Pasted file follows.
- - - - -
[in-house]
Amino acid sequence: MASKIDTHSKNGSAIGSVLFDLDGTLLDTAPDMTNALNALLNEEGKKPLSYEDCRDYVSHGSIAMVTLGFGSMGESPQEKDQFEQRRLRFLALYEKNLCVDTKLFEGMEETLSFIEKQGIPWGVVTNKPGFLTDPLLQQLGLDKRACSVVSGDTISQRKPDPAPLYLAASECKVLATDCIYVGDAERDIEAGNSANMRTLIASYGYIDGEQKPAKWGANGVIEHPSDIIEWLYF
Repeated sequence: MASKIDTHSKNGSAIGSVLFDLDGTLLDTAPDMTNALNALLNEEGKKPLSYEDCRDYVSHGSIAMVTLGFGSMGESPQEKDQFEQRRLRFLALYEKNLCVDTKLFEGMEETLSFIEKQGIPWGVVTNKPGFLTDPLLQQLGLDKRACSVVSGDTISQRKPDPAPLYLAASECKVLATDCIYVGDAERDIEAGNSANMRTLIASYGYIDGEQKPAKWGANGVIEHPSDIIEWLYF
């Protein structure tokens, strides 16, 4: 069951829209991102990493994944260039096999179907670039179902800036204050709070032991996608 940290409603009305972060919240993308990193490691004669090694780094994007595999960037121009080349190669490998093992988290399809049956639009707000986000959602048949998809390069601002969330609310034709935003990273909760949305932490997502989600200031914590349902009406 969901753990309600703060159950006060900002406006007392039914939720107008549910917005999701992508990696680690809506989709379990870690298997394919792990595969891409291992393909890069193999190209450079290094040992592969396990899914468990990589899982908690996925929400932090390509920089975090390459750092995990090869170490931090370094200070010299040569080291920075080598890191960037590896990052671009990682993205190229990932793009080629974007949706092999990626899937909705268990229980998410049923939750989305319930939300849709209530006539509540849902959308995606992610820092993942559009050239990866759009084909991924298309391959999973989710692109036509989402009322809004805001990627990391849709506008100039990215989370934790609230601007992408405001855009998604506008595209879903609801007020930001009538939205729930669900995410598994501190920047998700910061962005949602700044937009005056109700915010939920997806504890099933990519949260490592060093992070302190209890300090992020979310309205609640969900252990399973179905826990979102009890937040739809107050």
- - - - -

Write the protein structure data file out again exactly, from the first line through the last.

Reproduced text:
[in-house]
Amino acid sequence: MASKIDTHSKNGSAIGSVLFDLDGTLLDTAPDMTNALNALLNEEGKKPLSYEDCRDYVSHGSIAMVTLGFGSMGESPQEKDQFEQRRLRFLALYEKNLCVDTKLFEGMEETLSFIEKQGIPWGVVTNKPGFLTDPLLQQLGLDKRACSVVSGDTISQRKPDPAPLYLAASECKVLATDCIYVGDAERDIEAGNSANMRTLIASYGYIDGEQKPAKWGANGVIEHPSDIIEWLYF
Repeated sequence: MASKIDTHSKNGSAIGSVLFDLDGTLLDTAPDMTNALNALLNEEGKKPLSYEDCRDYVSHGSIAMVTLGFGSMGESPQEKDQFEQRRLRFLALYEKNLCVDTKLFEGMEETLSFIEKQGIPWGVVTNKPGFLTDPLLQQLGLDKRACSVVSGDTISQRKPDPAPLYLAASECKVLATDCIYVGDAERDIEAGNSANMRTLIASYGYIDGEQKPAKWGANGVIEHPSDIIEWLYF
């Protein structure tokens, strides 16, 4: 069951829209991102990493994944260039096999179907670039179902800036204050709070032991996608 940290409603009305972060919240993308990193490691004669090694780094994007595999960037121009080349190669490998093992988290399809049956639009707000986000959602048949998809390069601002969330609310034709935003990273909760949305932490997502989600200031914590349902009406 969901753990309600703060159950006060900002406006007392039914939720107008549910917005999701992508990696680690809506989709379990870690298997394919792990595969891409291992393909890069193999190209450079290094040992592969396990899914468990990589899982908690996925929400932090390509920089975090390459750092995990090869170490931090370094200070010299040569080291920075080598890191960037590896990052671009990682993205190229990932793009080629974007949706092999990626899937909705268990229980998410049923939750989305319930939300849709209530006539509540849902959308995606992610820092993942559009050239990866759009084909991924298309391959999973989710692109036509989402009322809004805001990627990391849709506008100039990215989370934790609230601007992408405001855009998604506008595209879903609801007020930001009538939205729930669900995410598994501190920047998700910061962005949602700044937009005056109700915010939920997806504890099933990519949260490592060093992070302190209890300090992020979310309205609640969900252990399973179905826990979102009890937040739809107050």